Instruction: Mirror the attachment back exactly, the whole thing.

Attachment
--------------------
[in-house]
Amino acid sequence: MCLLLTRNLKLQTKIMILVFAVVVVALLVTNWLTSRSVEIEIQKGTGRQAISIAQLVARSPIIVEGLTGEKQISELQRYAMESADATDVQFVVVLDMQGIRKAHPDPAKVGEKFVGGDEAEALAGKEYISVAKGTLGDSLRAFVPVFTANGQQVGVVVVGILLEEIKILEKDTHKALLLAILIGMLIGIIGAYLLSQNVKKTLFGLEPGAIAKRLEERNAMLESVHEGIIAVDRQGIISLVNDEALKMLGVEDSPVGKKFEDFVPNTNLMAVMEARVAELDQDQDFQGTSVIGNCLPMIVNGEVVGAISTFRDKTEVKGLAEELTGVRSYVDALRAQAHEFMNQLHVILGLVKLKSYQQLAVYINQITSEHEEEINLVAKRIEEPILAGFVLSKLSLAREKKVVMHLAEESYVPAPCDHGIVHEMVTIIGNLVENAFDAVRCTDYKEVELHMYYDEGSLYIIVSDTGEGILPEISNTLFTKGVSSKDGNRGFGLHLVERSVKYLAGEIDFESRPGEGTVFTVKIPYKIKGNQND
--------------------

[in-house]
Amino acid sequence: MCLLLTRNLKLQTKIMILVFAVVVVALLVTNWLTSRSVEIEIQKGTGRQAISIAQLVARSPIIVEGLTGEKQISELQRYAMESADATDVQFVVVLDMQGIRKAHPDPAKVGEKFVGGDEAEALAGKEYISVAKGTLGDSLRAFVPVFTANGQQVGVVVVGILLEEIKILEKDTHKALLLAILIGMLIGIIGAYLLSQNVKKTLFGLEPGAIAKRLEERNAMLESVHEGIIAVDRQGIISLVNDEALKMLGVEDSPVGKKFEDFVPNTNLMAVMEARVAELDQDQDFQGTSVIGNCLPMIVNGEVVGAISTFRDKTEVKGLAEELTGVRSYVDALRAQAHEFMNQLHVILGLVKLKSYQQLAVYINQITSEHEEEINLVAKRIEEPILAGFVLSKLSLAREKKVVMHLAEESYVPAPCDHGIVHEMVTIIGNLVENAFDAVRCTDYKEVELHMYYDEGSLYIIVSDTGEGILPEISNTLFTKGVSSKDGNRGFGLHLVERSVKYLAGEIDFESRPGEGTVFTVKIPYKIKGNQND